In [ ]:

```
def uniform_rbf_phi(x, lam=1, num_basis = 10, minvalue=-9, maxvalue=9):
return np.hstack([gaussian_rbf(u, lam)(x) for u in np.linspace(minvalue, maxvalue, num_basis)])
```

In [ ]:

```
tmpXTall = np.linspace(-11, 11,1000)[:,np.newaxis]
py.iplot([
dict(name=r"$\lambda=0.1$", x=tmpXTall[:,0],
y=uniform_rbf_phi(tmpXTall, lam=0.1).mean(axis=1)),
dict(name=r"$\lambda=0.5$", x=tmpXTall[:,0],
y=uniform_rbf_phi(tmpXTall, lam=0.5).mean(axis=1)),
dict(name=r"$\lambda=1$", x=tmpXTall[:,0],
y=uniform_rbf_phi(tmpXTall, lam=1.).mean(axis=1)),
])
```

In [ ]:

```
def evaluate_basis(phi, desc):
# Apply transformation
Phi = phi(train_data[["X"]])
# Fit a model
reg_model = linear_model.LinearRegression(fit_intercept=True)
reg_model.fit(Phi, train_data['Y'])
# Create plot line
X_test = np.linspace(-11, 11, 1000) # Fine grained test X
Phi_test = phi(X_test[:,np.newaxis])
Yhat_test = reg_model.predict(Phi_test)
line = go.Scatter(name = desc, x=X_test, y=Yhat_test)
# Compute RMSE
Yhat = reg_model.predict(Phi)
error = rmse(train_data['Y'], Yhat)
# return results
return (line, error, reg_model)
```

In [ ]:

```
(rbf_line10, rbf_rmse10, rbf_reg10) = \
evaluate_basis(lambda x: uniform_rbf_phi(x, lam=1, num_basis=10), r"RBF10")
py.iplot([train_points, rbf_line10, basic_line, sin_line])
```

We are now getting a really good fit to this dataset!!!!

In [ ]:

```
(rbf_line50, rbf_rmse50, rbf_reg50) = \
evaluate_basis(lambda x: uniform_rbf_phi(x, lam=0.3, num_basis=50), r"RBF50")
fig = go.Figure(data=[train_points, rbf_line50, rbf_line10, sin_line, basic_line ],
layout = go.Layout(xaxis=dict(range=[-10,10]),
yaxis=dict(range=[-10,50])))
py.iplot(fig)
```

In [ ]:

```
train_bars = go.Bar(
x=[r'Basic Regression',
r'Sine Transformation',
r'RBF 10',
r'RBF 50'],
y=[basic_rmse, sin_rmse, rbf_rmse10, rbf_rmse50],
name="Training Erorr")
py.iplot(go.Figure(data = [train_bars], layout = go.Layout(title="Loss Comparison",
yaxis=dict(title="RMSE"))))
```

We started with the objective of minimizing the training loss (error). As we increased the model sophistication by adding features we were able to fit increasingly complex functions to the data and reduce the loss. However, is our ultimate goal to minimize training error?

Ideally we would like to minimize the error we make when making new predictions at unseen values of $X$. One way to evaluate that error is use a **test dataset** which is distinct from the dataset used to train the model. Fortunately, we have such a test dataset.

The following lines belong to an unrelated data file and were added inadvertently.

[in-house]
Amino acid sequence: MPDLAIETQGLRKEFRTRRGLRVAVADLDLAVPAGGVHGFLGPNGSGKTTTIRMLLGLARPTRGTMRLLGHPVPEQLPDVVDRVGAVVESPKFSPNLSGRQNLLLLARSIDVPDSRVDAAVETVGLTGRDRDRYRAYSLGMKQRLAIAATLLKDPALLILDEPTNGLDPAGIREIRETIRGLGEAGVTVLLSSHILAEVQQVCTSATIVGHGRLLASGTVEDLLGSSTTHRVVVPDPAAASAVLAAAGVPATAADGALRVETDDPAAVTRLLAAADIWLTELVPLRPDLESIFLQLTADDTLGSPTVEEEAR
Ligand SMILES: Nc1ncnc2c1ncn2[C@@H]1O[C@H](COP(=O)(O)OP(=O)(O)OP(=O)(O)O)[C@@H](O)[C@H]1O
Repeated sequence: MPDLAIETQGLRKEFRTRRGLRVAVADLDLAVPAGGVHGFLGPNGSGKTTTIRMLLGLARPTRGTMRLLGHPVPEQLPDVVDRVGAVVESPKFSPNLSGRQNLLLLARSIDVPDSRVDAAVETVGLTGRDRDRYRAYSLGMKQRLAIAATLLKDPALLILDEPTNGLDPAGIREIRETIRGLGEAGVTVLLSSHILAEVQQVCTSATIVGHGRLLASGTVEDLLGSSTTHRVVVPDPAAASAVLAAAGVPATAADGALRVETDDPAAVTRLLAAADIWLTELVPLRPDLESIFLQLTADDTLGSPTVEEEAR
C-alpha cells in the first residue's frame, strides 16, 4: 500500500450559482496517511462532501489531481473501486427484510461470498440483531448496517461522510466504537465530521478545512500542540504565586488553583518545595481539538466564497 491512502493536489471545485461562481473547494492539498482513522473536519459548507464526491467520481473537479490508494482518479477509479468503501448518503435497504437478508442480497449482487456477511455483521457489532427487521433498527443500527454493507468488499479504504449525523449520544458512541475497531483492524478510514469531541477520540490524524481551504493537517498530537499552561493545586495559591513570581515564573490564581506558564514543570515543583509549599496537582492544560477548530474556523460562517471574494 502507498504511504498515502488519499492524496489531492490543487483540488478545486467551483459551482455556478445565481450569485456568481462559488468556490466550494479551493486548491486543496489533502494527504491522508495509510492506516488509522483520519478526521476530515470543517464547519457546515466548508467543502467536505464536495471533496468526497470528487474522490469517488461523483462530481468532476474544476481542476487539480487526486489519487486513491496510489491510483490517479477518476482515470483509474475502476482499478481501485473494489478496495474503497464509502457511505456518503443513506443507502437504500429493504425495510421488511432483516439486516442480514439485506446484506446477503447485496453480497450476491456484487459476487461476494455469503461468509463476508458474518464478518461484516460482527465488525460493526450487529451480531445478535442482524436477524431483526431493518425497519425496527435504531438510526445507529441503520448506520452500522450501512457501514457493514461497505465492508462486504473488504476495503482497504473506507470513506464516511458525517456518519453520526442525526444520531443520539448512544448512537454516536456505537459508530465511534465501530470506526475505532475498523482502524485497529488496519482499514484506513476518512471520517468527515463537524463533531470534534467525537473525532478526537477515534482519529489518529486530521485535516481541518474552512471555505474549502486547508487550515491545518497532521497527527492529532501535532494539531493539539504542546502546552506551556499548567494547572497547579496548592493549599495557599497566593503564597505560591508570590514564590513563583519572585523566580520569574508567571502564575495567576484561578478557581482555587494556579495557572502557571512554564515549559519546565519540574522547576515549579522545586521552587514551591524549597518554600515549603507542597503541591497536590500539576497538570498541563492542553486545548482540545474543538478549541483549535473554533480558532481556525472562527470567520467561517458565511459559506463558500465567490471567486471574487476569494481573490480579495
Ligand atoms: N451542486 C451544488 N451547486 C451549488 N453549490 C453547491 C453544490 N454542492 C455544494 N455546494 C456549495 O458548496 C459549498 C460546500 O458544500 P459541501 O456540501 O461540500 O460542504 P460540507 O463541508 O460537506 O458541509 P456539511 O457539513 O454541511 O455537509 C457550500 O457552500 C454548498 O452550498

In [ ]:

```
test_data = pd.read_csv("data/toy_test_data.csv")
test_points = go.Scatter(name = "Test Data", x = test_data['X'], y = test_data['Y'],
mode = 'markers', marker=dict(symbol="cross", color="red"))
py.iplot([train_points, test_points])
```

In [ ]:

```
def test_rmse(phi, reg):
return rmse(test_data['Y'], reg.predict(phi(test_data[['X']])))
```

In [ ]:

```
test_bars = go.Bar(
x=[r'Basic Regression',
r'Sin Transformation',
r'RBF 10',
r'RBF 50'],
y=[test_rmse(lambda x: x, basic_reg),
test_rmse(sin_phi, sin_reg),
test_rmse(lambda x: uniform_rbf_phi(x, lam=1, num_basis=10), rbf_reg10),
test_rmse(lambda x: uniform_rbf_phi(x, lam=0.3, num_basis=50), rbf_reg50)
],
name="Test Error"
)
py.iplot(go.Figure(data =[train_bars, test_bars], layout = go.Layout(title="Loss Comparison",
yaxis=dict(title="RMSE"))))
```

As we increase the expressiveness of our model we begin to **over-fit** to the variability in our training data. That is we are learning patterns that do not **generalize** beyond our training dataset

**Over-fitting** is a key challenge in machine learning and statistical inference. At it's core is a fundamental trade-off between **bias** and **variance**: *the desire to explain the training data and yet be robust to variation in the training data*.

We will study the **bias-variance** trade-off more in the next lecture but for now we will focus on the trade-off between under fitting and over fitting:

To manage over-fitting it is essential to split your initial training data into a training and testing dataset.

Before running cross validation split the data into train and test subsets (typically a 90-10 split). How should you do this? You want the test data to reflect the prediction goal:

**Random**sample of the training data**Future**examples- Different
**stratifications**

Ask yourself, where will I be using this model and how does that relate to my test data.

**Do not look at the test data until after selecting your final model.** Also, it is very important to **not look at the test data until after selecting your final model.** Finally, you should **not look at the test data until after selecting your final model.**

*With the remaining training data:*

- Split the remaining
**training dataset**k-ways as in the Figure above. The figure uses 5-Fold which is standard. You should split the data in the same way you constructed the test set (this is typically randomly) - For each split train the model on the training fraction and then compute the error (RMSE) on the validation fraction.
- Average the error across each validation fraction to
*estimate*the test error.

**Questions:**

- What is this accomplishing?
- What are the implication on the choice of $k$?

**Answers:**

- This is repeatedly simulating the train-test split we did earlier. We repeat this process because it is noisy.
**Larger $k$**means we average our validation error over more instances which makes our estimate of the test error**more stable**. This typically also means that the validation set is smaller so we have more training data. However, larger $k$ also means we have to train the model more often which gets computational expensive